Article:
Thanks for the feedback and questions about version 1, which made me think about how to improve them. I hope you like Version 2, and thanks to the always-creative Cat MacInnes for her artistic talent, patience and hard work.

Steps for upgrading a previously-purchased file:

1. Go to the Spelfabet website and click on My Account.

2. Type in the email address you used for your original purchase, and the password you created. If you can’t remember your password, just reset it.

3. Go to the downloads area, click on the file(s) you want, and save it/them to your computer before printing. Ordinarily you get three chances to download any file from the online shop, in case of computer crashes or power outages, but I’ve increased this to four for these files in case some previous purchasers have used up their first three.

Any feedback or problems, email me on info@spelfabet.com.au.

New things at Spelfabet

The COVID-19 pandemic knocked most of my plans sideways and sent me into too-tired-to-blog mode for most of the last year, but here are five new things we’ve been working on:

  • Intensive school holiday and Saturday groups for ages 6-8
  • New, improved Embedded Picture Mnemonics (Aust/UK and US versions)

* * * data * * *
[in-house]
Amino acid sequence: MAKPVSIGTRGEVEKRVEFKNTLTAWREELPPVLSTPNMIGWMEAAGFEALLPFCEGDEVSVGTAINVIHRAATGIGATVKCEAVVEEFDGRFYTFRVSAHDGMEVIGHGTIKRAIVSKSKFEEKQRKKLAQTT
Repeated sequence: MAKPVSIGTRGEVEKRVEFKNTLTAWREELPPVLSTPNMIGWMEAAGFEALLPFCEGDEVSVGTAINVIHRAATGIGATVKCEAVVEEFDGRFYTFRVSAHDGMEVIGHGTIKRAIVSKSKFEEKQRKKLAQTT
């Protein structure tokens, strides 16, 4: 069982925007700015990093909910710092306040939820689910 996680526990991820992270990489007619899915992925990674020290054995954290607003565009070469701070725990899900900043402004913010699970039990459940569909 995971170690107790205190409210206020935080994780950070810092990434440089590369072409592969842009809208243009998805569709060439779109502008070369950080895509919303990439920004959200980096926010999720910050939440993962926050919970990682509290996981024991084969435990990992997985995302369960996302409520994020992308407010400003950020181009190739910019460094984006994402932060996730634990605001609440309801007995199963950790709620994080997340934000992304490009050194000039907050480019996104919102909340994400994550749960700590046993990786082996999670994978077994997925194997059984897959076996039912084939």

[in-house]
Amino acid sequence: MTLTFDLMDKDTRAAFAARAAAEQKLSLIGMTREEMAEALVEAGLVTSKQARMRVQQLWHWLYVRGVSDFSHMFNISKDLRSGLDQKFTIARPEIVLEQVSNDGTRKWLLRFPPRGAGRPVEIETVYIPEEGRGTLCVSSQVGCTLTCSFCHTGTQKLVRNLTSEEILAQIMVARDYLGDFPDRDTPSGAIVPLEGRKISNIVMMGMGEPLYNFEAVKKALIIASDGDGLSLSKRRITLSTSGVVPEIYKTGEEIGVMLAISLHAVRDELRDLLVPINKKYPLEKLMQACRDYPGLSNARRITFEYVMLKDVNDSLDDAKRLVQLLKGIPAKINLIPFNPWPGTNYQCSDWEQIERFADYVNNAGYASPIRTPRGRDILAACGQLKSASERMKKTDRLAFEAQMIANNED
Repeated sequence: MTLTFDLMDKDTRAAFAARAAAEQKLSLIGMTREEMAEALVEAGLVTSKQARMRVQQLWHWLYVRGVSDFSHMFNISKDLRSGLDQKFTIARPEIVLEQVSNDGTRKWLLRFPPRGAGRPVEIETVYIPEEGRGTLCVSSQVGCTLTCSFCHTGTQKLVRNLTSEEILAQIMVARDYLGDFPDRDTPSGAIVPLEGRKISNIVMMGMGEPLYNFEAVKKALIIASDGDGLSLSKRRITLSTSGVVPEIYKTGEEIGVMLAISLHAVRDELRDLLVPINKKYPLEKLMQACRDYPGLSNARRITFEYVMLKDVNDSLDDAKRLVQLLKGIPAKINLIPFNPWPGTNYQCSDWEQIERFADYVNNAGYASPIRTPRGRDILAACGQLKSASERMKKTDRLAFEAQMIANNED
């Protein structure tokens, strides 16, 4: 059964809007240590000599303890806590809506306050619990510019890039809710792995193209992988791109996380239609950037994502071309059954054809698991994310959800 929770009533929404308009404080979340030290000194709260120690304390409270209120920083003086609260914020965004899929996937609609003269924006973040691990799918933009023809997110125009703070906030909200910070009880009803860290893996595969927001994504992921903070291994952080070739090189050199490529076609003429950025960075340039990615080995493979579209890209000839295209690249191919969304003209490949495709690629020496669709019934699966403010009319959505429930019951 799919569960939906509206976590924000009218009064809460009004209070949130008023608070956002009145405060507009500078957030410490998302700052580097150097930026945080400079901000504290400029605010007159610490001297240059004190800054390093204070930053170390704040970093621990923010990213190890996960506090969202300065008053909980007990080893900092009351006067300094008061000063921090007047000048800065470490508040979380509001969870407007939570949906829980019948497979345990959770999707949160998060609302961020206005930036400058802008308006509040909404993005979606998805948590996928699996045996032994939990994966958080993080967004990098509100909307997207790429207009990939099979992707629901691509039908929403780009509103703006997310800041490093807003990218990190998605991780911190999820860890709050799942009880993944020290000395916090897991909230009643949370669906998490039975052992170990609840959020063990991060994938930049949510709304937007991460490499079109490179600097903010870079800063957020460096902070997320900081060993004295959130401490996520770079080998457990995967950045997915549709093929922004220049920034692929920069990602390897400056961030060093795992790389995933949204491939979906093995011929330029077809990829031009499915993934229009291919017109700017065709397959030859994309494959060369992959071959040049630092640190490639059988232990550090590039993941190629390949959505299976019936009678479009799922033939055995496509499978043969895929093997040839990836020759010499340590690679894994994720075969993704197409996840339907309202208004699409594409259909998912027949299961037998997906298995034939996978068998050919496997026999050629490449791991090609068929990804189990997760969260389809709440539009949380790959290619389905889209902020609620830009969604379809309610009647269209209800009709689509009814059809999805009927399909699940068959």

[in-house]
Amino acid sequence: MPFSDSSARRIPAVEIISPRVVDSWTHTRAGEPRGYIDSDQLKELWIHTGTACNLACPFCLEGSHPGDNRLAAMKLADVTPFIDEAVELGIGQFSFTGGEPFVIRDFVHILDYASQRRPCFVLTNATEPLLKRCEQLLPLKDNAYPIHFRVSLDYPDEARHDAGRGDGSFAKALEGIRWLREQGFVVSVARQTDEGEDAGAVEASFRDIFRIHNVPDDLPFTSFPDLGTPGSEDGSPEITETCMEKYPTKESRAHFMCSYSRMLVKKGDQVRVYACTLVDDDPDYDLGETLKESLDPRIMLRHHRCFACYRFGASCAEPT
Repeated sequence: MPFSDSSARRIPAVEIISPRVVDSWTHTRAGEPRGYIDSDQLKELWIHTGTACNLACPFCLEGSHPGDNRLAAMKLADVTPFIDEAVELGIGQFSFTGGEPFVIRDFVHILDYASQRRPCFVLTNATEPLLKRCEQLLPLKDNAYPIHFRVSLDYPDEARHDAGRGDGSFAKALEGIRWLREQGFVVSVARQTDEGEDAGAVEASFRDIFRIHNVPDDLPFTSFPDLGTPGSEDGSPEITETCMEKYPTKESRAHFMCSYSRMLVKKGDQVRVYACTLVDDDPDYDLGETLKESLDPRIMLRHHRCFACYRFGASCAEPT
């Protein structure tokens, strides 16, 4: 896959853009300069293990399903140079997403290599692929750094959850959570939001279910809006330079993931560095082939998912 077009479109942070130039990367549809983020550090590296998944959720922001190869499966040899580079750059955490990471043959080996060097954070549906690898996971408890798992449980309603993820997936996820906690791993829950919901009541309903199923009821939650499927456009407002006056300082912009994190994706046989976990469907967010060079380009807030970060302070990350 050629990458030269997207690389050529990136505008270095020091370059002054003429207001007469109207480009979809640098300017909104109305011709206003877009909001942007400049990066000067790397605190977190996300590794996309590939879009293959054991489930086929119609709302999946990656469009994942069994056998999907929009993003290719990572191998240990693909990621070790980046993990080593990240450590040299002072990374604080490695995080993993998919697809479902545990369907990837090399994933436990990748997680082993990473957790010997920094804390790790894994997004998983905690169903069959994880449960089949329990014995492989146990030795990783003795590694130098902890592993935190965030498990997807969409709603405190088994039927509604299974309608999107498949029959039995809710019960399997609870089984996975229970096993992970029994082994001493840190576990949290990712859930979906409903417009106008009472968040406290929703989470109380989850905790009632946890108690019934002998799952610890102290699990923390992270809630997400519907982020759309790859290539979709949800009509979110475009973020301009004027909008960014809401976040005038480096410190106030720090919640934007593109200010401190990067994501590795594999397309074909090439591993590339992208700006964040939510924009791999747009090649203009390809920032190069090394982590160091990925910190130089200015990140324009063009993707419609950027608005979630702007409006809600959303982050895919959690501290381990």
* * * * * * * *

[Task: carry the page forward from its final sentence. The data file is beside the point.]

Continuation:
• Version 3 Spelfabet workbooks
  • Local Community of Practice (INMELLCoP)
  • Decodable text writing interface

Continue reading

Survey (with amazing prizes) of our local schools

Last year, some colleagues and I decided to start an Inner North Melbourne Early Language and Literacy Community of Practice (INMELLCoP), to bring together local teachers, speech pathologists, psychologists and others, build knowledge of language and literacy best practices, and share resources, ideas and experience.

Our inspiration was Pam Snow and colleagues’ Bendigo group, BELLCoP. We sought to complement not compete with Nathaniel Swain and colleagues’ inner Melbourne group MELLCoP, since renamed Think Forward Educators. Our focus is further north, on the Yarra, Darebin and Moreland local government areas.

We decided to gather some data to inform our work, by surveying local primary schools about how they currently teach reading and spelling, and offering a prize draw for those assisting. Then COVID-19 hit, and we had to focus on other priorities for a while.

Our survey is finally available, so if you work in a school in Moreland, Yarra or Darebin, please complete it before 30 October, by clicking on this link. It takes 5-10 minutes. We’ve also emailed information about the survey to relevant local schools.

We’re a bit astonished by the thousands of dollars worth of prizes we’re able to offer to those filling in our survey, thanks to the extraordinary generosity of Nessy, Dyslexia Victoria Support and Little Learners Love Literacy. The prizes are: